Enact Gas Tax Holiday for Independence Weekend
The 2011 Independence Day weekend is fast approaching. News reports suggest that many families are planning to take "stay-cations" at home this year instead of hitting the highways and byways of the Commonwealth. While there is nothing wrong with a relaxing three day weekend on the couch, Harrisburg lawmakers have the ability to keep Pennsylvanians—and our state’s economy—moving this Fourth of July.
The Tax Foundation reports that Pennsylvania motorists are assessed the tenth highest state gasoline tax in the country. Keystone State citizens pay 32.3 cents per gallon of gasoline at the pump in state gas taxes alone. Combined federal, state, and local gasoline taxes amount to 50.7 cents per gallon. As of Monday, June 13, 2011 the average price for a gallon of gas in the Commonwealth stood at $3.69 according to GasBuddy.com.
The legislature ought to give Pennsylvania citizens a helping hand by declaring the entire Independence Day weekend—Saturday, July 2 through Monday, July 4—as a Pennsylvania Gas Tax Holiday. By removing the state share of 32.3 cents per gallon, Pennsylvanians would be paying about $3.36 per gallon during those three important travel days.
A family on the road visiting Dorney Park, the Pittsburgh Zoo, Presque Isle, Valley Forge, Penn’s Landing, Fort Ligonier, the Gettysburg battle field, the Liberty Bell, the Linesville Spillway (where the ducks walk on the backs of the fish!), or any of the thousands of excellent attractions in the state will see savings of roughly four dollars per fill-up for a 12 gallon tank or almost nine percent of their total expenditure at the pump.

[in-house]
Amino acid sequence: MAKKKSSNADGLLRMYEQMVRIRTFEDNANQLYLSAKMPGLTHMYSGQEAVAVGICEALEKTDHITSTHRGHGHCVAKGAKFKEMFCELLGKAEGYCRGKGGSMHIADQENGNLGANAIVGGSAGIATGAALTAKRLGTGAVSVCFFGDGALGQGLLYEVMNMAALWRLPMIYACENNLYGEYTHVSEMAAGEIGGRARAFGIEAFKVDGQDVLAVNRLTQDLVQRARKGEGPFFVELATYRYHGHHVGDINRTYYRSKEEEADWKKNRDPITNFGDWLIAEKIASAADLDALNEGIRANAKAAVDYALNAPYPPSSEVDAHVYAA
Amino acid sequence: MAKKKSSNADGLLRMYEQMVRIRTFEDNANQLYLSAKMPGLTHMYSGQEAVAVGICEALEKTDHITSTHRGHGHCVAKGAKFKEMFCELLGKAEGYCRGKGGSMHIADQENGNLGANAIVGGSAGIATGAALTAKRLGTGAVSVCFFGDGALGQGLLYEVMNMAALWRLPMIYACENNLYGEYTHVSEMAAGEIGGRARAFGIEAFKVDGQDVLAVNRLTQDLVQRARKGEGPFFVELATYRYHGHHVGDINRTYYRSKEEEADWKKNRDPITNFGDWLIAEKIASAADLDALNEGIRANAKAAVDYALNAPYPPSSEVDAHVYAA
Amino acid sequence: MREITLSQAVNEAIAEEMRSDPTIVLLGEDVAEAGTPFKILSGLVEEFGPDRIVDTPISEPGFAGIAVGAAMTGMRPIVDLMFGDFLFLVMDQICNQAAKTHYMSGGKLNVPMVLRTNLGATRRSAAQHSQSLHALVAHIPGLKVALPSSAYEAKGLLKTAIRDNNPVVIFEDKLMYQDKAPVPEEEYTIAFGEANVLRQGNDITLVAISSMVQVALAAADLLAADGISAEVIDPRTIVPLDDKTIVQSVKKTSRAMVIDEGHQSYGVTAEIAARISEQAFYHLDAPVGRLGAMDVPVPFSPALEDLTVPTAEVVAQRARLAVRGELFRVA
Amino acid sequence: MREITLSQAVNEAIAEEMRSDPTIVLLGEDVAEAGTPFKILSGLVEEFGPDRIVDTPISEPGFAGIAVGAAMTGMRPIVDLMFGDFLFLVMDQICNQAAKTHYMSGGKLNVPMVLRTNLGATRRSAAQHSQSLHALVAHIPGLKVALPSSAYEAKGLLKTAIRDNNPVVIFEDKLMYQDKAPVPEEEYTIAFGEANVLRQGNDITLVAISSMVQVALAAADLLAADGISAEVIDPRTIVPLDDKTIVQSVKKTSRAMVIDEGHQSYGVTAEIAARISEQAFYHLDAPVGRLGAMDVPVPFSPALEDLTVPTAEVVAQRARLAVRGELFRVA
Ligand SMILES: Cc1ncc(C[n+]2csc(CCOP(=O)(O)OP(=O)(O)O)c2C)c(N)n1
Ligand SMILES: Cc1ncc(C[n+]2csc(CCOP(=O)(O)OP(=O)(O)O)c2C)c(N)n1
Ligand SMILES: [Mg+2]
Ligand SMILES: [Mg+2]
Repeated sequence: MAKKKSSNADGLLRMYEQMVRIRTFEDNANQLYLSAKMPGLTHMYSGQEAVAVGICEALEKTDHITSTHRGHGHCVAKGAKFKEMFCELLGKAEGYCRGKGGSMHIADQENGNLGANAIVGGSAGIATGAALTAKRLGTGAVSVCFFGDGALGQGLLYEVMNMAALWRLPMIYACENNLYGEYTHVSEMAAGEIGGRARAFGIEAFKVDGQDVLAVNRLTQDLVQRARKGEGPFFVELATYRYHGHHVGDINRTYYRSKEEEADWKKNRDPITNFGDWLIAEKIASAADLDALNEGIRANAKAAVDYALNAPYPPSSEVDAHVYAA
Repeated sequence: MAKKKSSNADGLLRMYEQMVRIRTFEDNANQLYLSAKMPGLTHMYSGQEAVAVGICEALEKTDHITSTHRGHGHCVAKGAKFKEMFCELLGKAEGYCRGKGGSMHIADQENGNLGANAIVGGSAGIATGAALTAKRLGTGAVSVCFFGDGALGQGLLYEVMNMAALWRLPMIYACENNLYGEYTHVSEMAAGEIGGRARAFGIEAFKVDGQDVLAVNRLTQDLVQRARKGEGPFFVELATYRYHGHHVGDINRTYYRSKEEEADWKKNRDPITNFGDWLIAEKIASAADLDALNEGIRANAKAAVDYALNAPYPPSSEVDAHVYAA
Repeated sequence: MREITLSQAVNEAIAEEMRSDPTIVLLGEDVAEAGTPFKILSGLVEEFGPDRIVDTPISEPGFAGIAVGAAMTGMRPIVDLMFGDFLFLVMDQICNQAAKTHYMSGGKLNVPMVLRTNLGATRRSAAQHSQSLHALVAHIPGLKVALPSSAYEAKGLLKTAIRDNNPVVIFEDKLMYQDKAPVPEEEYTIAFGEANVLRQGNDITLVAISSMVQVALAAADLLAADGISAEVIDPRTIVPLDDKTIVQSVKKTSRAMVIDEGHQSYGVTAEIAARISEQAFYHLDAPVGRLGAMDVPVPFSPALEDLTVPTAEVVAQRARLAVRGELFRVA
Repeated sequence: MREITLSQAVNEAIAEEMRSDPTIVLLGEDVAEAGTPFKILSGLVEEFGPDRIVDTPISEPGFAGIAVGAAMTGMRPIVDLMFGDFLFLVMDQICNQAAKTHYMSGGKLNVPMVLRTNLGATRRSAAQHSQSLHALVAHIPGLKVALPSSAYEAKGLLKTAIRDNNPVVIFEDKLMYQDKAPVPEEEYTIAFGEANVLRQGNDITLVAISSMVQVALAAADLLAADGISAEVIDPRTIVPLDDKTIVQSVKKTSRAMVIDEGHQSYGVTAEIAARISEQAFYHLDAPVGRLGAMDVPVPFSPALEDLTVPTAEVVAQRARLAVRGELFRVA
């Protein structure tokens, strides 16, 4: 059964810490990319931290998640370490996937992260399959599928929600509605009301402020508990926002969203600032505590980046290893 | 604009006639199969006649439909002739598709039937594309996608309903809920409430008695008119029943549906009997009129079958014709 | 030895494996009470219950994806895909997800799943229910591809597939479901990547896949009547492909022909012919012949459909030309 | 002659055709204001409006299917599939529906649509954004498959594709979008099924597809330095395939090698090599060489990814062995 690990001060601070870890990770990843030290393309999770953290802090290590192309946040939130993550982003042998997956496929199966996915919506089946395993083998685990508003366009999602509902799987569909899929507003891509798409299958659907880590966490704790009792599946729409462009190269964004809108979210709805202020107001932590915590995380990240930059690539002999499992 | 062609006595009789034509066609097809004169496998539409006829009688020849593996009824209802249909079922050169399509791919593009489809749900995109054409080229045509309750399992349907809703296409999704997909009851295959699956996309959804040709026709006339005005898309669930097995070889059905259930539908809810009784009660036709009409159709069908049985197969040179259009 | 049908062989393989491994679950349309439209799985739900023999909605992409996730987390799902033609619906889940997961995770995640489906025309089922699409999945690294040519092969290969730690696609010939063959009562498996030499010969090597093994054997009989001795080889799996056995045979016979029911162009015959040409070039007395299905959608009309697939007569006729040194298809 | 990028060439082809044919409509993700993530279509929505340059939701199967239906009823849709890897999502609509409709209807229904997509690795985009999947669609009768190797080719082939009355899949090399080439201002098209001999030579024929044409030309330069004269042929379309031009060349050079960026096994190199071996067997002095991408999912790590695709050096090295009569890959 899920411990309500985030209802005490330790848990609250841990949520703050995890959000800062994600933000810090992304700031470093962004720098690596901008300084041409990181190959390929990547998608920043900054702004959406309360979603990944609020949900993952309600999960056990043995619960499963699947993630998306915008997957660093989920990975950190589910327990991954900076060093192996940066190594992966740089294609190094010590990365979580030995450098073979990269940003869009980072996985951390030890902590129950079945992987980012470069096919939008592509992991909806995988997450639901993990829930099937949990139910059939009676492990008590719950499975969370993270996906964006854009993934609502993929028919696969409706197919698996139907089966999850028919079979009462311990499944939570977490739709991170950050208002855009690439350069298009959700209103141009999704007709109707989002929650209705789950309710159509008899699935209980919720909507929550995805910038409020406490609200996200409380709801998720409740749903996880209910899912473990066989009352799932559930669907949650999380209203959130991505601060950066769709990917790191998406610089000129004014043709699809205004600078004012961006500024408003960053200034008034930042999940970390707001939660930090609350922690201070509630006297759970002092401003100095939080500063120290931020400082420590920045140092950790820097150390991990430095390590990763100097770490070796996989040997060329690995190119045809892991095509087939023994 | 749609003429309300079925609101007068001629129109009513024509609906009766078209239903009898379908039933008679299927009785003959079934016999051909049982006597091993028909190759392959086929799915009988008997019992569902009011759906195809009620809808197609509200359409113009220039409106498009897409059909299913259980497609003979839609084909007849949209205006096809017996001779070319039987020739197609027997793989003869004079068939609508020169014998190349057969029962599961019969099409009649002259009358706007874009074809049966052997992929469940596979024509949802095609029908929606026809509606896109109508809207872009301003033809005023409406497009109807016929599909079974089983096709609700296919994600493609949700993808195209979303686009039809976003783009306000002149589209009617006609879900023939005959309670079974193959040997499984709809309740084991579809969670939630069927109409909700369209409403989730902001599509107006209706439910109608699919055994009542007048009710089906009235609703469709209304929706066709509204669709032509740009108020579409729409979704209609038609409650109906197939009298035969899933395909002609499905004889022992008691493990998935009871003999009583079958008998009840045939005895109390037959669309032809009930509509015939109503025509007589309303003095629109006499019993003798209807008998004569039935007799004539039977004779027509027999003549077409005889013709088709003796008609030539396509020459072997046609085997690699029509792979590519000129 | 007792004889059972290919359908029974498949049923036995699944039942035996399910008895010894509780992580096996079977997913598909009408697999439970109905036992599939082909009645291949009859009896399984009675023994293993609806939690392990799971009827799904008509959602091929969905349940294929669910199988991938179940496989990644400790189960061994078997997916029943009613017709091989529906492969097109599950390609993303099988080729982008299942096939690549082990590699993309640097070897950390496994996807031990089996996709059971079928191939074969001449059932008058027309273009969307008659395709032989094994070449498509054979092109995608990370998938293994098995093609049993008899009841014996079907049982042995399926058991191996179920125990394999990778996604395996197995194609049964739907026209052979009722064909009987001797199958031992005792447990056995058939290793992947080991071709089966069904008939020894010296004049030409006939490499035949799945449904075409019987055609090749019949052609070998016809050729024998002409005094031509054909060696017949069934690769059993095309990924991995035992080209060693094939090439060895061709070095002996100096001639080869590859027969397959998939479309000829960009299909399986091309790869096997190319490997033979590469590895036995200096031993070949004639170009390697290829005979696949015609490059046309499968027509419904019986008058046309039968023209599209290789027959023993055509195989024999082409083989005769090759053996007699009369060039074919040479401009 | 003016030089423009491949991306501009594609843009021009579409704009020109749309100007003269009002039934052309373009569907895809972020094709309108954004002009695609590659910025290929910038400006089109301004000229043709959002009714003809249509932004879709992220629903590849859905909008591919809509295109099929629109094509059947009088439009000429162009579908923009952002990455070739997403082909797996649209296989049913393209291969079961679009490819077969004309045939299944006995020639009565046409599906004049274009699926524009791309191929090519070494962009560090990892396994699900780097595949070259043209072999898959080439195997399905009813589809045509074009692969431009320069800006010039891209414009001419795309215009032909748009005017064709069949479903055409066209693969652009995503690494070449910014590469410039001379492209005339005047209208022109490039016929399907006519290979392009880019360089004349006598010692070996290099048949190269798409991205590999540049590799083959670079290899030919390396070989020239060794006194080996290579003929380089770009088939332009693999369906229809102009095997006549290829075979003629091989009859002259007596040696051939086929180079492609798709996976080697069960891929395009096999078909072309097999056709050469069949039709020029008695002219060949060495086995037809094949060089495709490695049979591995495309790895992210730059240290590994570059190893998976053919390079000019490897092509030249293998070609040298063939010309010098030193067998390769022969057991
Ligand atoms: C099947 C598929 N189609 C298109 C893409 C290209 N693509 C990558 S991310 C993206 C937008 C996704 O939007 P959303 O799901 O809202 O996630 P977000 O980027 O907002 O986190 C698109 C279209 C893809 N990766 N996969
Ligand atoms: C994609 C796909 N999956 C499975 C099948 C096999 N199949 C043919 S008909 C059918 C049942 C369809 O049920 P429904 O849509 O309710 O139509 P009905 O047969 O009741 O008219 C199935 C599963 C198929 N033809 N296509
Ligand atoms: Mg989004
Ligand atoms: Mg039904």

The gasoline tax in Pennsylvania is intended to benefit public infrastructure and transportation projects. Eric Boehm at the Pennsylvania Independent reported in April that the gas tax represents the "the primary funding mechanism for transportation in Pennsylvania" and that the Commonwealth already faces a $3.5 billion deficit in transportation funding which "includes a $484 million in unmet public transportation operating expenses."
The Pennsylvania Gas Tax Holiday over the long Independence Day Weekend is not be intended to starve state government of funds needed to maintain our infrastructure, rebuild our state’s ghastly number of structurally deficient bridges, or improve state roadways. These challenges are immense and deserve the concern and attention of all of our citizens and policymakers. The purpose of a Pennsylvania Gas Tax Holiday would instead be to encourage folks to hit the road, visit relatives, and patronize businesses around the state.
Helping Pennsylvanians upgrade their stay-cations to legitimate vacations for the three day holiday weekend could prove to be highly beneficial to the state’s motels, hotels, roadside eateries, shops, boutiques, restaurants, taverns, and other businesses that may profit from more motorists on the roads. A three day gas tax holiday would not be calamitous to the Commonwealth as it would leave 362 other days in the calendar year for the state to collect its share of the gasoline tax at the pumps.
Hardworking families deserve a break from state government during the upcoming holiday weekend. The legislature has a tremendous opportunity to benefit our state’s families, businesses both large and small, the travel and tourism industry, and our local economies in all 67 counties by enacting a three day Pennsylvania Gas Tax Holiday. The time to act is now to keep Pennsylvania moving this Independence Day weekend.
Nathan R. Shrader can be reached at [email protected]